profiling everyone in the world, but theory and experience suggests that this uniqueness is attainable in forensic typing. Indeed, some scientists would argue that the existing panoply of characteristics is already sufficient to permit unique identification in many cases. For example, it has been suggested that a probability much less than the reciprocal of the world population is a good indication of uniqueness. The committee has not attempted to define a specific probability that corresponds to uniqueness, but the report outlines a framework for considering the issue in terms of probabilities, and it urges that research into new and cumulatively more powerful systems continue until a clear consensus emerges that DNA profiles, like dermal fingerprints, are unique.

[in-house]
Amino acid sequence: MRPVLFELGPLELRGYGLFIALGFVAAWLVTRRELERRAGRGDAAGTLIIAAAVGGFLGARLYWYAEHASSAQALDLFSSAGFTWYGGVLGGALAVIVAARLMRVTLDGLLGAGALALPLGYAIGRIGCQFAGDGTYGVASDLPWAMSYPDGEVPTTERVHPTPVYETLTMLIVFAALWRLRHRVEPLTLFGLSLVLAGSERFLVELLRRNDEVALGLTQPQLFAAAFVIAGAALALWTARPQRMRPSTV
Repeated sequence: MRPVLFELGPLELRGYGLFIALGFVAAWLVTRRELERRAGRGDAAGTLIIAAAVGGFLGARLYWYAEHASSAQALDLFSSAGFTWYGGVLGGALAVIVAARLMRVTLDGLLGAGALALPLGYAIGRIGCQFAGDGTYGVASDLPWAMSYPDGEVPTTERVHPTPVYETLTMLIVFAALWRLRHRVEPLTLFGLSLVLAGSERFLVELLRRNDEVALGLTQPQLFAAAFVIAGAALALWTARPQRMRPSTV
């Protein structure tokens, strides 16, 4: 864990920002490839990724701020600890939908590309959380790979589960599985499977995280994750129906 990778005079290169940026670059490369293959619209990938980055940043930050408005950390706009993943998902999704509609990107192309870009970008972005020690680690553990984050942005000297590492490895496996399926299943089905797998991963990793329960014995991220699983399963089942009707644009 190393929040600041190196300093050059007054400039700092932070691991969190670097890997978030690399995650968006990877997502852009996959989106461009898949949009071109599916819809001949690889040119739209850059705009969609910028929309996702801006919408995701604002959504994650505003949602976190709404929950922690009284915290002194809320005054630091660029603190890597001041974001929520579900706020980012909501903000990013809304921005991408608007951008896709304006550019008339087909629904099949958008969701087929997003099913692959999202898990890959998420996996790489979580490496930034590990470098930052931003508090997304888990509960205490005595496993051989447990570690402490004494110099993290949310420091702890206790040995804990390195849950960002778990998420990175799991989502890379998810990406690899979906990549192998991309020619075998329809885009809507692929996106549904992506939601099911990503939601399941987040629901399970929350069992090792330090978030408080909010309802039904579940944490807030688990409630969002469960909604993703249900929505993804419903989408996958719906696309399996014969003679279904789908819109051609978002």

Recommendation 6.1. Behavioral research should be carried out to identify any conditions that might cause a trier of fact to misinterpret evidence on DNA profiling and to assess how well various ways of presenting expert testimony on DNA can reduce any such misunderstandings.
Comment. Scientifically valid testimony about matching DNA can take many forms. The conceivable alternatives include statements of the posterior probability that the defendant is the source of the evidence DNA, qualitative characterizations of this probability, computations of the likelihood ratio for the hypothesis that the defendant is the source, qualitative statements of this measure of the strength of the evidence, the currently dominant estimates of profile frequencies or random-match probabilities, and unadorned reports of a match. Courts or legislatures must decide which of these alternatives best meets the needs of the criminal justice system. At present, policymakers must speculate about the ability of jurors to understand the significance of a match as a function of the method of presentation. Solid, empirical research into the extent to which the different methods advance juror understanding is needed.